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Updated on July 31, 2023
4 min read

What You Should Know About Alcohol Withdrawal Fever & How to Handle it

What is Alcohol Withdrawal Fever?

Regular and chronic drinkers may experience alcohol withdrawal if they suddenly stop drinking. One of these withdrawal symptoms is a fever

A fever happens when the body temperature exceeds 99.5 degrees F (37.5 degrees C). It’s usually the result of the body fighting an infection.  

Alcohol withdrawal fever is not like the typical fever; It’s the result of the body adjusting to the absence of alcohol. It can have other causes like a kidney infection due to dehydration.  

Fever is a very common symptom of alcohol withdrawal. Delirium tremens (DTs), a severe form of alcohol withdrawl, can also include fever. 

In a study involving 110 cases and 98 people recovering:1

  • Low-grade fever was present in 65% of cases
  • High-grade fever was present in 21% of cases

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Why Do Alcohol Withdrawal Fevers Occur?

Alcohol is a central nervous system (CNS) depressant. It disrupts the balance of certain  neurotransmitters, forcing the brain to work hard to counter alcohol’s effects. 

When a person stops drinking, the body will adjust and return to a normal state. However, the brain will still work hard to counter the substance (alcohol) that isn’t present anymore.2 This hyperactivity leads to withdrawal symptoms, which may include a fever. 

Alcohol withdrawal fever is not like the usual fever that happens when the body fights an infection. It results from the body adjusting to the absence of alcohol.

Several metabolic functions are upregulated during the adjustment period. This upregulation is a known source of increased body temperature.

If a fever becomes severe, healthcare providers will look for other underlying causes. For example, the fever may be due to a kidney infection from alcohol-related dehydration or vein inflammation from an IV line.6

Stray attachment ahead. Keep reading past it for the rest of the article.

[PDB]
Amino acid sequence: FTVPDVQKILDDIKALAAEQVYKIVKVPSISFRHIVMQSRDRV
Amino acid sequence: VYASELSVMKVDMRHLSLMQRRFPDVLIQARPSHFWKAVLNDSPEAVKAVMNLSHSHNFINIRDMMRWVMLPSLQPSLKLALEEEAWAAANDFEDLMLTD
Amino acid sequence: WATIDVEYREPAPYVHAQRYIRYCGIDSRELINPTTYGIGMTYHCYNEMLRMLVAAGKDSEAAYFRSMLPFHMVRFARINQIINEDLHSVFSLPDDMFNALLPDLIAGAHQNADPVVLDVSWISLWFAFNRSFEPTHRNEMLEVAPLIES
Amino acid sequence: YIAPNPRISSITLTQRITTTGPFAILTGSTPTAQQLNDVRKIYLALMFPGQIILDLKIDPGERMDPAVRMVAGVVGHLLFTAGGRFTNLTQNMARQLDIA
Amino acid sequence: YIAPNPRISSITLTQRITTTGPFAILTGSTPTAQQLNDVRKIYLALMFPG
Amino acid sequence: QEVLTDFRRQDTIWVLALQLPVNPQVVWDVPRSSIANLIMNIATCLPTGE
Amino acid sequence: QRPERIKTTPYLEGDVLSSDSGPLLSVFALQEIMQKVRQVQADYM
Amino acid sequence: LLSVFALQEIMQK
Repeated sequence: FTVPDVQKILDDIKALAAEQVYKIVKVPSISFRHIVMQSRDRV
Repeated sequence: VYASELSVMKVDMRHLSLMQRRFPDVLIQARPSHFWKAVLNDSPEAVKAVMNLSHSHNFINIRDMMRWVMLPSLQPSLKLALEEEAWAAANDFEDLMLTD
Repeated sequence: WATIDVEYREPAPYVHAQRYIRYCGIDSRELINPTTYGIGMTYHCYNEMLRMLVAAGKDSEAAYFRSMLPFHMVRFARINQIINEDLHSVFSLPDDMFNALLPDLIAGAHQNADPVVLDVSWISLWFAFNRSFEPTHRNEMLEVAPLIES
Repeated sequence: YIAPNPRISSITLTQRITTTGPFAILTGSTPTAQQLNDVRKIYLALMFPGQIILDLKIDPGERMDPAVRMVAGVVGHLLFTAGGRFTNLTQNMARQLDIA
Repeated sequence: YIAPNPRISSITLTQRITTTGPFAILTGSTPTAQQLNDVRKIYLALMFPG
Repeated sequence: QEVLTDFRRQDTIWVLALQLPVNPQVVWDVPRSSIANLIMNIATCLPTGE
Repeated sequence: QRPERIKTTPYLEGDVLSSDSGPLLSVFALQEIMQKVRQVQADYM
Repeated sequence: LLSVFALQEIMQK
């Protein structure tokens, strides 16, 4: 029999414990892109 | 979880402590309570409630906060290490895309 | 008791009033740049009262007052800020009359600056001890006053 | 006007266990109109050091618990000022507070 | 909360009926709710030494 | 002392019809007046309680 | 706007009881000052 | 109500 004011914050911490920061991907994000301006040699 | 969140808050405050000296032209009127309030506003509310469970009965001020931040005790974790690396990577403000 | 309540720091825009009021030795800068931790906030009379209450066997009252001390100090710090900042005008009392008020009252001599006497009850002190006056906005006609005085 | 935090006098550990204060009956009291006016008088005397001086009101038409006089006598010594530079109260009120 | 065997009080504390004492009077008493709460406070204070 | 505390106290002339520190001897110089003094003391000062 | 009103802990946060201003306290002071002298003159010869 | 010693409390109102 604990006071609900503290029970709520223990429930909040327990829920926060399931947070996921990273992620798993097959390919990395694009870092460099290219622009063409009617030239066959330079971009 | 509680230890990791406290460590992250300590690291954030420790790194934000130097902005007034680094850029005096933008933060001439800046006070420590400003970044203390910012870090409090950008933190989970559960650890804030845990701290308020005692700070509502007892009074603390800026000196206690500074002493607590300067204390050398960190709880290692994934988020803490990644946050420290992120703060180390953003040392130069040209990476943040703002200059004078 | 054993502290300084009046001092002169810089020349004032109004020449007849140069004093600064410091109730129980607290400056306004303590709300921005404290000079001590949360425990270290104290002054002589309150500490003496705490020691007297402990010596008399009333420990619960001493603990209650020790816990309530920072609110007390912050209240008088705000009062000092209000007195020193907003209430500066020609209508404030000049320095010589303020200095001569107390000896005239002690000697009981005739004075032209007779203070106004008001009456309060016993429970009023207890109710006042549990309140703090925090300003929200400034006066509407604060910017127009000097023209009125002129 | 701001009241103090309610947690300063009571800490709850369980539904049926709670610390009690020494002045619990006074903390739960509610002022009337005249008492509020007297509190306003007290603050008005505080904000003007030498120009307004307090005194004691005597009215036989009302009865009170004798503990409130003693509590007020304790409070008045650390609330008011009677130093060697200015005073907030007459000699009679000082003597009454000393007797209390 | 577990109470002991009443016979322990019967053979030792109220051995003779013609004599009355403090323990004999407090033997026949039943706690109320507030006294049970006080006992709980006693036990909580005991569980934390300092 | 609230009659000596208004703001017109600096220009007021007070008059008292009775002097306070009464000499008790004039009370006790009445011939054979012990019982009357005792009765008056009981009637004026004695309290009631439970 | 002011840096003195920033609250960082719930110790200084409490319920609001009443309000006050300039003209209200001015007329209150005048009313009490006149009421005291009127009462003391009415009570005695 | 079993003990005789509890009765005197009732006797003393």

A high-grade fever that persists for more than 72 hours is likely connected to delirium tremens (DTs).3, 4, 5, 6

Alcohol Withdrawal Fever Timeline

Acute alcohol withdrawal symptoms may kick in within 6 to 24 hours after the last drink. Among these symptoms are nausea, tremors, anxiety, and insomnia.2, 4, 5, 6, 7

Roughly 10% of people will show additional symptoms like rapid breathing, sweating, and low-grade fever.5

Delirium tremens is the most severe form of alcohol withdrawal. It may happen 1 to 4 days after the onset of acute symptoms. DTs symptoms include:3, 4, 6

  • High-grade fever
  • Sweating
  • Agitation
  • Severe confusion
  • Disorientation
  • Nightmares
  • Withdrawal seizures
  • Visual and auditory hallucinations
  • High blood pressure
  • Increased heart rate

Severe DTs symptoms like seizures, hallucinations, and disorientation are typically more dangerous than fevers related to DTs.

DTs is life-threatening and is considered a medical emergency that requires admission to the hospital for treatment. 


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What to Do if You Develop a Fever From Alcohol Withdrawal

Here are some tips on how to manage an alcohol withdrawal fever:8

  • Take ibuprofen, acetaminophen, aspirin, or naproxen if body temperature exceeds 101.3 degrees F (38.5 degrees C)
  • Do not take medications containing codeine or other opioids
  • Drink lots of fluids, such as water, to cool the body and prevent dehydration
  • Get plenty of rest
  • Take a warm bath or apply a damp cloth to the forehead and wrists to help lower body temperature
  • Dress lightly to reduce body heat
  • Call your healthcare provider or go to the nearest hospital if the fever exceeds 104 degrees F (40 degrees C), lasts for more than 72 hours, or comes with seizures and other severe symptoms

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Treatment Options for Alcohol Addiction